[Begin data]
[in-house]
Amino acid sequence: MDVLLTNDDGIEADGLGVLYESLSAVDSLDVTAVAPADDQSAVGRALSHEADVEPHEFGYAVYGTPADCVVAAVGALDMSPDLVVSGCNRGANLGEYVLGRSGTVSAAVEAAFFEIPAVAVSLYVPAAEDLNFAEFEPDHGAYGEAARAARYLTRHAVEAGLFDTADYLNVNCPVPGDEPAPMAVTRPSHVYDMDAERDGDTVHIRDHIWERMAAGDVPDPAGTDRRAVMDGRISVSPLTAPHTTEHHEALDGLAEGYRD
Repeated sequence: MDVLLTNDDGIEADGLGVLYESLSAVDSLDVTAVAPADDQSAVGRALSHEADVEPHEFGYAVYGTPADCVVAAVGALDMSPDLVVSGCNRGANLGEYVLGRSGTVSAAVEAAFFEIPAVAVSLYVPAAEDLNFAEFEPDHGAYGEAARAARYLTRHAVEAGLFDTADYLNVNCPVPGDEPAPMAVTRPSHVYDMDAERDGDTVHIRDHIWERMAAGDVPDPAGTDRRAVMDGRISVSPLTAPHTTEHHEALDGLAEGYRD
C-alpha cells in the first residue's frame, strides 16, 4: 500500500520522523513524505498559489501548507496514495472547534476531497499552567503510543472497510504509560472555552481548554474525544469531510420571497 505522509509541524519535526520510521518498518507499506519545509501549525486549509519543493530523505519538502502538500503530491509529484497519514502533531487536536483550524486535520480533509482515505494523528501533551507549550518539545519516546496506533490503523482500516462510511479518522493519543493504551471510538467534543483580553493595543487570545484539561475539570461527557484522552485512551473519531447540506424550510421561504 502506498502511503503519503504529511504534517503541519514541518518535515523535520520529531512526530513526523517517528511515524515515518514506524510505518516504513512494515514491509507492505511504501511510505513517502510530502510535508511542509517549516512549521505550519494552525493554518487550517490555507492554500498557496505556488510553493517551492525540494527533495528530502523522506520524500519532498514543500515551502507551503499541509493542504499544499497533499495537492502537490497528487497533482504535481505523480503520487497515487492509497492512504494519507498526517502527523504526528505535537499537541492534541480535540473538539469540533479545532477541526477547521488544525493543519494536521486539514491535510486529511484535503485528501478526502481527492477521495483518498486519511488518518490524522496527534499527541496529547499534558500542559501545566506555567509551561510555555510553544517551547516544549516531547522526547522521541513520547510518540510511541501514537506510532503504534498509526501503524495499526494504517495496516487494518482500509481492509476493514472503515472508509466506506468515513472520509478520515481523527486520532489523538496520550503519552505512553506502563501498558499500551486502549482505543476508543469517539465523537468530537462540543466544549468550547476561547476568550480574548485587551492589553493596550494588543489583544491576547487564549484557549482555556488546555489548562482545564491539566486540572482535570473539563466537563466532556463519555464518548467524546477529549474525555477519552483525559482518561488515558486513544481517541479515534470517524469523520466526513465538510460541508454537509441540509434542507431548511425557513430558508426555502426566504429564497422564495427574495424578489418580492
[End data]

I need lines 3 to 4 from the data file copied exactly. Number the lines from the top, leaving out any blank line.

Repeated sequence: MDVLLTNDDGIEADGLGVLYESLSAVDSLDVTAVAPADDQSAVGRALSHEADVEPHEFGYAVYGTPADCVVAAVGALDMSPDLVVSGCNRGANLGEYVLGRSGTVSAAVEAAFFEIPAVAVSLYVPAAEDLNFAEFEPDHGAYGEAARAARYLTRHAVEAGLFDTADYLNVNCPVPGDEPAPMAVTRPSHVYDMDAERDGDTVHIRDHIWERMAAGDVPDPAGTDRRAVMDGRISVSPLTAPHTTEHHEALDGLAEGYRD
C-alpha cells in the first residue's frame, strides 16, 4: 500500500520522523513524505498559489501548507496514495472547534476531497499552567503510543472497510504509560472555552481548554474525544469531510420571497 505522509509541524519535526520510521518498518507499506519545509501549525486549509519543493530523505519538502502538500503530491509529484497519514502533531487536536483550524486535520480533509482515505494523528501533551507549550518539545519516546496506533490503523482500516462510511479518522493519543493504551471510538467534543483580553493595543487570545484539561475539570461527557484522552485512551473519531447540506424550510421561504 502506498502511503503519503504529511504534517503541519514541518518535515523535520520529531512526530513526523517517528511515524515515518514506524510505518516504513512494515514491509507492505511504501511510505513517502510530502510535508511542509517549516512549521505550519494552525493554518487550517490555507492554500498557496505556488510553493517551492525540494527533495528530502523522506520524500519532498514543500515551502507551503499541509493542504499544499497533499495537492502537490497528487497533482504535481505523480503520487497515487492509497492512504494519507498526517502527523504526528505535537499537541492534541480535540473538539469540533479545532477541526477547521488544525493543519494536521486539514491535510486529511484535503485528501478526502481527492477521495483518498486519511488518518490524522496527534499527541496529547499534558500542559501545566506555567509551561510555555510553544517551547516544549516531547522526547522521541513520547510518540510511541501514537506510532503504534498509526501503524495499526494504517495496516487494518482500509481492509476493514472503515472508509466506506468515513472520509478520515481523527486520532489523538496520550503519552505512553506502563501498558499500551486502549482505543476508543469517539465523537468530537462540543466544549468550547476561547476568550480574548485587551492589553493596550494588543489583544491576547487564549484557549482555556488546555489548562482545564491539566486540572482535570473539563466537563466532556463519555464518548467524546477529549474525555477519552483525559482518561488515558486513544481517541479515534470517524469523520466526513465538510460541508454537509441540509434542507431548511425557513430558508426555502426566504429564497422564495427574495424578489418580492